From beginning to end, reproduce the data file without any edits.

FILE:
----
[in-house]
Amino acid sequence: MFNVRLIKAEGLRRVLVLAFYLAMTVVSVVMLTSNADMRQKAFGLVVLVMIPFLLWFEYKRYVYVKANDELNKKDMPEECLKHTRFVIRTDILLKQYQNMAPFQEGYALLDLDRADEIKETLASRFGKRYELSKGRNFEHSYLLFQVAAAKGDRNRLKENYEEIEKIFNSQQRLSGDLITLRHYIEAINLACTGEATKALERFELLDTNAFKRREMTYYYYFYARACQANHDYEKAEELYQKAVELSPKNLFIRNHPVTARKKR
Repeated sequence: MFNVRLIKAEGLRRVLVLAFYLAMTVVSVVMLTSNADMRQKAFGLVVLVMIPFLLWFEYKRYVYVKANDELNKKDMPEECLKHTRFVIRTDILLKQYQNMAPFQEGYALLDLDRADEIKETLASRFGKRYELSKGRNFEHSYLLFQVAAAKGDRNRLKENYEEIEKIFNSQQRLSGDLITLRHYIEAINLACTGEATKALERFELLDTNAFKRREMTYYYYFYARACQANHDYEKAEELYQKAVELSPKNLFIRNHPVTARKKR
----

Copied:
[in-house]
Amino acid sequence: MFNVRLIKAEGLRRVLVLAFYLAMTVVSVVMLTSNADMRQKAFGLVVLVMIPFLLWFEYKRYVYVKANDELNKKDMPEECLKHTRFVIRTDILLKQYQNMAPFQEGYALLDLDRADEIKETLASRFGKRYELSKGRNFEHSYLLFQVAAAKGDRNRLKENYEEIEKIFNSQQRLSGDLITLRHYIEAINLACTGEATKALERFELLDTNAFKRREMTYYYYFYARACQANHDYEKAEELYQKAVELSPKNLFIRNHPVTARKKR
Repeated sequence: MFNVRLIKAEGLRRVLVLAFYLAMTVVSVVMLTSNADMRQKAFGLVVLVMIPFLLWFEYKRYVYVKANDELNKKDMPEECLKHTRFVIRTDILLKQYQNMAPFQEGYALLDLDRADEIKETLASRFGKRYELSKGRNFEHSYLLFQVAAAKGDRNRLKENYEEIEKIFNSQQRLSGDLITLRHYIEAINLACTGEATKALERFELLDTNAFKRREMTYYYYFYARACQANHDYEKAEELYQKAVELSPKNLFIRNHPVTARKKR